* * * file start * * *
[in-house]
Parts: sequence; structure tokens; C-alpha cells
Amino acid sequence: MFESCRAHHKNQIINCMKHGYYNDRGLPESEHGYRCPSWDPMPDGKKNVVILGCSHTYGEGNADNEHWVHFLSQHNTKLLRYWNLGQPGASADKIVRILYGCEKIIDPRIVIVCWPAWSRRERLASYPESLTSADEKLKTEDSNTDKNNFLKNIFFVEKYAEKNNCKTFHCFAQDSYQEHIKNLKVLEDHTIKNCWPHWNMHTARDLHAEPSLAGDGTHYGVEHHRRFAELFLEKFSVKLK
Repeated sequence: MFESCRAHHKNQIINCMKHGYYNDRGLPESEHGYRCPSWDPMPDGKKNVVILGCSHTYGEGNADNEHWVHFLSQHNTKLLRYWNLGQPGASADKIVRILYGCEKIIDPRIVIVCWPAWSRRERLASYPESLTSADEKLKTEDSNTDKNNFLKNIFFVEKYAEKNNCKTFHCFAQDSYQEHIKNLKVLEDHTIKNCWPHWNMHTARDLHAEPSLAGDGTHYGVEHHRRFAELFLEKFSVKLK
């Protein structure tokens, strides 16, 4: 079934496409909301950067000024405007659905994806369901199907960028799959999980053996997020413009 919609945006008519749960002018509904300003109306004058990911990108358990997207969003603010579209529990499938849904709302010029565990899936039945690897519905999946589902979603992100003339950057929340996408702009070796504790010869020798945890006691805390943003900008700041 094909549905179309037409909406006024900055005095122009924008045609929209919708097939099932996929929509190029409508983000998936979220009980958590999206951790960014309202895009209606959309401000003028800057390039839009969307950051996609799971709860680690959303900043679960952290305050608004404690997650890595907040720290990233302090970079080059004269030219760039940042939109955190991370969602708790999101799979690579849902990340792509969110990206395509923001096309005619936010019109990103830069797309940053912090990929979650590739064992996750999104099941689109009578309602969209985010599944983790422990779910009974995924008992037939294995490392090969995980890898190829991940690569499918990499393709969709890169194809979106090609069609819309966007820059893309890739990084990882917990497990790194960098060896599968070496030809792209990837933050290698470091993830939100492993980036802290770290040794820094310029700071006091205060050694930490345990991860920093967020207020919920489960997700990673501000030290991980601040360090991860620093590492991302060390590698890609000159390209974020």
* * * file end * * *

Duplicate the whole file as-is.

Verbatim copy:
[in-house]
Parts: sequence; structure tokens; C-alpha cells
Amino acid sequence: MFESCRAHHKNQIINCMKHGYYNDRGLPESEHGYRCPSWDPMPDGKKNVVILGCSHTYGEGNADNEHWVHFLSQHNTKLLRYWNLGQPGASADKIVRILYGCEKIIDPRIVIVCWPAWSRRERLASYPESLTSADEKLKTEDSNTDKNNFLKNIFFVEKYAEKNNCKTFHCFAQDSYQEHIKNLKVLEDHTIKNCWPHWNMHTARDLHAEPSLAGDGTHYGVEHHRRFAELFLEKFSVKLK
Repeated sequence: MFESCRAHHKNQIINCMKHGYYNDRGLPESEHGYRCPSWDPMPDGKKNVVILGCSHTYGEGNADNEHWVHFLSQHNTKLLRYWNLGQPGASADKIVRILYGCEKIIDPRIVIVCWPAWSRRERLASYPESLTSADEKLKTEDSNTDKNNFLKNIFFVEKYAEKNNCKTFHCFAQDSYQEHIKNLKVLEDHTIKNCWPHWNMHTARDLHAEPSLAGDGTHYGVEHHRRFAELFLEKFSVKLK
């Protein structure tokens, strides 16, 4: 079934496409909301950067000024405007659905994806369901199907960028799959999980053996997020413009 919609945006008519749960002018509904300003109306004058990911990108358990997207969003603010579209529990499938849904709302010029565990899936039945690897519905999946589902979603992100003339950057929340996408702009070796504790010869020798945890006691805390943003900008700041 094909549905179309037409909406006024900055005095122009924008045609929209919708097939099932996929929509190029409508983000998936979220009980958590999206951790960014309202895009209606959309401000003028800057390039839009969307950051996609799971709860680690959303900043679960952290305050608004404690997650890595907040720290990233302090970079080059004269030219760039940042939109955190991370969602708790999101799979690579849902990340792509969110990206395509923001096309005619936010019109990103830069797309940053912090990929979650590739064992996750999104099941689109009578309602969209985010599944983790422990779910009974995924008992037939294995490392090969995980890898190829991940690569499918990499393709969709890169194809979106090609069609819309966007820059893309890739990084990882917990497990790194960098060896599968070496030809792209990837933050290698470091993830939100492993980036802290770290040794820094310029700071006091205060050694930490345990991860920093967020207020919920489960997700990673501000030290991980601040360090991860620093590492991302060390590698890609000159390209974020």